“It is better that we go back to the two terms. Six years is too short. Maybe I can just clean the esteros. ‘Tong six years hindi maganda, kahit sa mga city mayors and the local government officials. I would propose that we go back to the two terms for president,” he said
Controversial mayor Rodrigo Duterte wins Philippine presidential election following incendiary campaign
By A Harvey
Anti-establishment firebrand Rodrigo Duterte has claimed a huge win in the Philippine presidential elections after an incendiary campaign dominated by his profanity-laced vows to kill criminals.
Mr Duterte, the longtime mayor of the southern city of Davao, hypnotised millions with his vows of brutal but quick solutions to the nation's twin plagues of crime and poverty, which many believed had worsened despite strong economic growth in recent years.
And after a record turnout of voters in Monday's elections, Mr Duterte scored a commanding victory, according to data released by the PPCRV, a Catholic Church-run poll monitor accredited by the government to tally the votes.
With nearly 90 per cent of the vote counted early on Tuesday morning, Mr Duterte had an insurmountable lead of 5.92 million votes over his nearest rival, administration candidate Mar Roxas.
"It's with humility, extreme humility, that I accept this, the mandate of the people," Mr Duterte said as the results came in.
"What I can promise you is that I will do my very best not just in my waking hours but even in my sleep."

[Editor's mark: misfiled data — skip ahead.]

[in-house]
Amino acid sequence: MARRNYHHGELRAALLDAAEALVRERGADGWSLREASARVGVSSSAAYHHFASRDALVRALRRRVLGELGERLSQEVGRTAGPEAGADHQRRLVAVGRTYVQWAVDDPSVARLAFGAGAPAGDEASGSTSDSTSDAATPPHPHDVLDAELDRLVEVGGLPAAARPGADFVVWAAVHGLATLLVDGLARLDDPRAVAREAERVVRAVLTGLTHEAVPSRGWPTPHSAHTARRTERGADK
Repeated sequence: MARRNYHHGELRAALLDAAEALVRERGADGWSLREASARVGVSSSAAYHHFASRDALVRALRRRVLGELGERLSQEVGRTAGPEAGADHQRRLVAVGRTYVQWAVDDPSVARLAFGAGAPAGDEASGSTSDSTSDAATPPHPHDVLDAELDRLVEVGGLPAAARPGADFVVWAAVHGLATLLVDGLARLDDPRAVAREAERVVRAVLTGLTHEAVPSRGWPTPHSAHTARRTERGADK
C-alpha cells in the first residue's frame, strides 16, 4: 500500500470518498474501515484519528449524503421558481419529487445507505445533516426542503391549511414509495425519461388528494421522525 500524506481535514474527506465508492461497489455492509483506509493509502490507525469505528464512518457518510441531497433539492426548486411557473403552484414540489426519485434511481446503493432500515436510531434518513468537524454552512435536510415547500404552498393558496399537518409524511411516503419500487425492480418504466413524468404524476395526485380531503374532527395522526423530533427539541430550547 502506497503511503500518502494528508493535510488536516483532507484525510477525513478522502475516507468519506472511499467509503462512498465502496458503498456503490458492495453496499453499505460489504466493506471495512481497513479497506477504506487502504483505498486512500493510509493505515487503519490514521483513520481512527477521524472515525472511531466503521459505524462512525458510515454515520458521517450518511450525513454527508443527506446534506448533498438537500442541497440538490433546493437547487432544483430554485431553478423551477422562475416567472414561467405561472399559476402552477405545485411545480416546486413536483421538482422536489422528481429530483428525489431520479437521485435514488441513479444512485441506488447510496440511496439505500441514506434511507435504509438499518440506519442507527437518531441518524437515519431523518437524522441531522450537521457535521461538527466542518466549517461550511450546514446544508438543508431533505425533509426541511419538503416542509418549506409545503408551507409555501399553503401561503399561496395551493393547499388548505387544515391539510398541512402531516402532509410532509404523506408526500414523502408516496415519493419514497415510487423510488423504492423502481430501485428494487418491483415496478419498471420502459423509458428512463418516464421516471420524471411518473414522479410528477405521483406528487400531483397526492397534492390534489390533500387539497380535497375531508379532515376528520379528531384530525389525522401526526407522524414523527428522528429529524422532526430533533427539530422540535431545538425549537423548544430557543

Mr Duterte had 38.65 per cent of the vote, with Mr Roxas on 23.16 per cent, according to PPCRV.
Mr Roxas wished the new president success as he conceded on Tuesday after an unofficial tally showed him trailing by over 6 million votes.
Senator Grace Poe, the adopted daughter of movie stars, had already conceded just after midnight in third spot with 21.71 per cent.
"As a staunch supporter of electoral reform, I have a firm belief in the voice and sentiment of our people. I honour the result of our elections," Ms Poe told reporters in Manila.
"I congratulate Mayor Rodrigo Duterte and pledge my support in working to heal our land and to unite our people toward the continued development of our country."
In the Philippines, a winner is decided simply by whomever gets the most votes.
Mr Duterte, a pugnacious 71-year-old, surged from outsider to the top of surveys with cuss-filled vows to kill tens of thousands of criminals, threats to establish one-man rule if politicians disobeyed him and promises to embrace communist rebels.
He also boasted repeatedly about his Viagra-fuelled affairs, while promising voters his mistresses would not cost a lot because he kept them in cheap boarding houses and took them to short-stay hotels for sex.
Departing President Benigno Aquino, whose mother led the democracy movement that ousted Ferdinand Marcos three decades ago, had warned repeatedly the nation was at risk of succumbing to another dictatorship.
"I need your help to stop the return of terror in our land. I cannot do it alone," Mr Aquino said in an appeal to voters in a final rally on Saturday in Manila for Mr Roxas, his preferred successor and fellow Liberal Party stalwart.
In his final rally on Saturday, Mr Duterte repeated to tens of thousands of cheering fans his plans to end crime within six months of starting his presidency.
"Forget the laws on human rights," said Mr Duterte, who has been accused of running vigilante death squads in Davao.
"If I make it to the presidential palace, I will do just what I did as mayor. You drug pushers, hold-up men and do-nothings, you better go out.
"Because as the mayor, I'd kill you."